Scientists create 100% Genetically modified single-sex mice litters with two elements of CRISPR-Cas9 – the Cas9 enzyme.
The Francis Crick Institute, in partnership with the University of Kent, has applied gene-editing technology to make 100% successful female-only and male-only mice litters.
This study proves how the technology could be used to improve animal wellbeing in scientific research and, potentially, agriculture.
Male or female animals are frequently required in scientific study and farming. For example, research into male or female reproduction in the laboratory involves only animals of the sex being researched. Furthermore, only female animals are necessary for agriculture for egg production and dairy herds. This means that animals of the unrequired sex are routinely culled after birth.
The researchers’ novel technology employs a two-part genetic system to inactivate embryos shortly after fertilization, allowing for the development of only the selected sex. A genetically based strategy for controlling offspring’s sex could significantly minimize culling in both industries.
The embryo selection is based on the fact that CRISPR-Cas9 is composed of two components: the Cas9 enzyme, which breaks the DNA and enables scientists to edit particular sections, and the guide RNA, which directs Cas9 to the correct position on the genome. The team placed one of the system’s components on the father’s X or Y chromosome, ensuring that it will be inherited exclusively by female or male embryos. The mother contributes the other element, which is inherited by all embryos.
They concentrated their efforts on the Top1 gene, which is required for DNA replication and repair. When an embryo was produced from a sperm and an egg, both of which contained one half of CRISPR-Cas9, the embryo’s gene editing was activated, and it was unable to develop beyond a very early stage of roughly 16 to 32 cells.
The researchers were able to completely control the sex of a litter using this way. The researchers modified the father’s X chromosome to create a male-only litter, ensuring that only females inherited the harmful mutation, and they edited the Y chromosome to create a female-only litter.
Surprisingly, the approach did not result in a 50% reduction in offspring production; rather, litter sizes were between 61% and 72% of control litters. The researchers hypothesize that this is because animals such as mice generate more eggs than necessary during each ovarian cycle, allowing for some to be lost during early development without lowering litter size. This means that when only one sex is required, fewer breeding animals will be required to produce the same number of offspring of the chosen sex.
Due to the high conservation of the Top1 gene across mammals, these findings may also apply to other animals.
Charlotte Douglas, first author and former PhD student and postdoctoral researcher at the Crick, explains: “This method works as we split the genome editing process in half, between a male and female, and it is only when the two halves meet in an embryo through breeding, that it is activated. Embryos with both halves cannot develop beyond very early cell stages.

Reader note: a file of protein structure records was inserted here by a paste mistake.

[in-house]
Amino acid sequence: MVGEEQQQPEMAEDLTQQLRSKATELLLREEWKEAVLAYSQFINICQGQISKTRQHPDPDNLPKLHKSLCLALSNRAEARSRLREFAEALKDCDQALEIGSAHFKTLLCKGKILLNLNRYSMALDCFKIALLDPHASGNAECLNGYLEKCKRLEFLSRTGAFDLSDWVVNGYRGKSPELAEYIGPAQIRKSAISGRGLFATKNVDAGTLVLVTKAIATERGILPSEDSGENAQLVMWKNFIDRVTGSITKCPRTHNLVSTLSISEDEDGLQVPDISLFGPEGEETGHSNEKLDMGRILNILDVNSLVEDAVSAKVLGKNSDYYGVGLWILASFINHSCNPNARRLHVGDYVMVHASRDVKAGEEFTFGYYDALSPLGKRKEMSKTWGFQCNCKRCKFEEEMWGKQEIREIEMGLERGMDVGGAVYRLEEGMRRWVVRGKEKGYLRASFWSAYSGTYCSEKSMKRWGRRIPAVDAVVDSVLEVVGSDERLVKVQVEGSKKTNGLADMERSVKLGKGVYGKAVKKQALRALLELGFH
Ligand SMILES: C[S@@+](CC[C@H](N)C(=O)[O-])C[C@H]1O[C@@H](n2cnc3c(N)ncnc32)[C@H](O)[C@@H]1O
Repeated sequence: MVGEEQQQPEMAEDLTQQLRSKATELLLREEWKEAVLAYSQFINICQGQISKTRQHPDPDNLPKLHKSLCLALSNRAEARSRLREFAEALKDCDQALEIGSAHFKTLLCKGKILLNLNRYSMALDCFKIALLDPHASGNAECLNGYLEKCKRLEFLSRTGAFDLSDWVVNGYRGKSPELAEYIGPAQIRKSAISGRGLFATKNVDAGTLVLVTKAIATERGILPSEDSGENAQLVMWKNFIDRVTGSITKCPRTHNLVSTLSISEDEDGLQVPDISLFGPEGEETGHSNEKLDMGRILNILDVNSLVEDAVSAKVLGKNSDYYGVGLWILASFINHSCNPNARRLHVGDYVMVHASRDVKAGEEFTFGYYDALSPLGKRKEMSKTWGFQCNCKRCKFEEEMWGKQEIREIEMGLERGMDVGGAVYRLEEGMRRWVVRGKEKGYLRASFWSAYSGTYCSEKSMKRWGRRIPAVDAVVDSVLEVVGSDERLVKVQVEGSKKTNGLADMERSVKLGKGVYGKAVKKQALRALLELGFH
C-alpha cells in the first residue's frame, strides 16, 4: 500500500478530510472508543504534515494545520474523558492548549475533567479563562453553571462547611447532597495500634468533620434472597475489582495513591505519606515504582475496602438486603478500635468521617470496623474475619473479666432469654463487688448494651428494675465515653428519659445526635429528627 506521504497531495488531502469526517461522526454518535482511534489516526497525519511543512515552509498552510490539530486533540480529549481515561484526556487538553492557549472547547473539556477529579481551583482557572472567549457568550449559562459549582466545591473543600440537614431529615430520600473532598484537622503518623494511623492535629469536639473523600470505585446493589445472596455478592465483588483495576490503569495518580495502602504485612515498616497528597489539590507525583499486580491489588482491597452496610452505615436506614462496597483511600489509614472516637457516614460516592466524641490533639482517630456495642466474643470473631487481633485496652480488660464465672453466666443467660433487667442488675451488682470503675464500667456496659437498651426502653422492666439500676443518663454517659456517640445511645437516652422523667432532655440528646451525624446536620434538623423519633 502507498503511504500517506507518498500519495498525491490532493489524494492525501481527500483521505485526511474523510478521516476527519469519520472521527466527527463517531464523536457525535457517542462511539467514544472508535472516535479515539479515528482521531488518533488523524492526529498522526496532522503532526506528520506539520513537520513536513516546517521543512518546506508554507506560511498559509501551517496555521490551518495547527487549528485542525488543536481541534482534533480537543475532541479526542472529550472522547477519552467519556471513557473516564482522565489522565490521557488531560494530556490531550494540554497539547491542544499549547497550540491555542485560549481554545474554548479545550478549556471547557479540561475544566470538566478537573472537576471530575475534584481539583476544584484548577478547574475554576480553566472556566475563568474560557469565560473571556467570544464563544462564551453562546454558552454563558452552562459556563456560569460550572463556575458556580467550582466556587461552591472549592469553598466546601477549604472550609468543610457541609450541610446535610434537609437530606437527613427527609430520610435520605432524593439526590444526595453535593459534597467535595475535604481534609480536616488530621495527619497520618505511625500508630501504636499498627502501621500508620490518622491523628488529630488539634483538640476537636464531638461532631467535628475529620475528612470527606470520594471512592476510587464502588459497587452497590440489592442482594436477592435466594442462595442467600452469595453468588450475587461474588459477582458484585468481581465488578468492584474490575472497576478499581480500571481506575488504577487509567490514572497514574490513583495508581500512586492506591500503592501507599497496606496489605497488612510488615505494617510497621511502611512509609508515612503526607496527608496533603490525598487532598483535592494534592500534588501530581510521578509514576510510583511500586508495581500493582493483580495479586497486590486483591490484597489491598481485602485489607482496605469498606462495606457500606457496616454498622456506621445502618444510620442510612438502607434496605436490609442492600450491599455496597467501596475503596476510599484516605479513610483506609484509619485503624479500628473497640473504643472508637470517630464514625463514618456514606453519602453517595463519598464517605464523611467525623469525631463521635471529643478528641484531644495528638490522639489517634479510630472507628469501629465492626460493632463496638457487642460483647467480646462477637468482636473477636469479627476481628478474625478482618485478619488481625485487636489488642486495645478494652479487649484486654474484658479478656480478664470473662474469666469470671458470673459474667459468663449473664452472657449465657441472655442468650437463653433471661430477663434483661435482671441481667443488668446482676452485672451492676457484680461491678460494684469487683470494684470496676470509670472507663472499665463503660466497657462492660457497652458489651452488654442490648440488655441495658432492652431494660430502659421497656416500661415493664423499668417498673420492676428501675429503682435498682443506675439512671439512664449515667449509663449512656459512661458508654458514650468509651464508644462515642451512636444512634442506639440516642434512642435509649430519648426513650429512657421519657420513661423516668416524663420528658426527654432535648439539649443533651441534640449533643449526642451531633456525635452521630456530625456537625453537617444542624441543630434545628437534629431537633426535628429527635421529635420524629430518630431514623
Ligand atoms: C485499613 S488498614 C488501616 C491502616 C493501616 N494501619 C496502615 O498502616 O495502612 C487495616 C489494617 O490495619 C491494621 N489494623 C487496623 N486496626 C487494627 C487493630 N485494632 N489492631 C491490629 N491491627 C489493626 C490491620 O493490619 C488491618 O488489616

“We’ve also shown this process works successfully in different combinations – introducing either the Cas9 or the guide RNA elements on to the mother’s or father’s chromosomes.”
Due to the fact that the offspring survive with only half of the CRISPR-Cas9 elements in their genomes, this acts as a check, preventing the sex selection from being passed down to subsequent generations, unless they are selectively bred with an individual of the opposite sex containing the remaining half. This is in contrast to genetic engineering using ‘gene-drive’ techniques, which aim to rapidly propagate a genetic mutation throughout a population.
Additionally, the gene modification had no detrimental impact on the surviving children.
According to James Turner, author and group leader of the Crick’s Sex Chromosome Biology Laboratory: “This work could have immediate and valuable impact in scientific laboratories, as we’ve shown how it is safe and effective in mice, a common mammal used in medical and scientific research. While a lot of research needs both sexes, there are areas of study where only one is needed. For example, when studying the reproductive system, sex-specific diseases, or certain hormones.”
The author, Peter Ellis, is a senior lecturer in molecular genetics and reproduction at the University of Kent, says: “The implications of this work are potentially far-reaching when it comes to improving animal welfare, but should be considered at ethical and regulatory levels.
“In particular, before any potential use in agriculture, there would need to be extensive public conversation and debate, as well as changes to legislation. On the scientific side, there is also much work to be done over a number of years. Further research is needed, first to develop the particular gene editing toolkits for different species, and then to check they are safe and effective.”
Image Credit: iStock
You were reading: A genetically based strategy for controlling offspring’s sex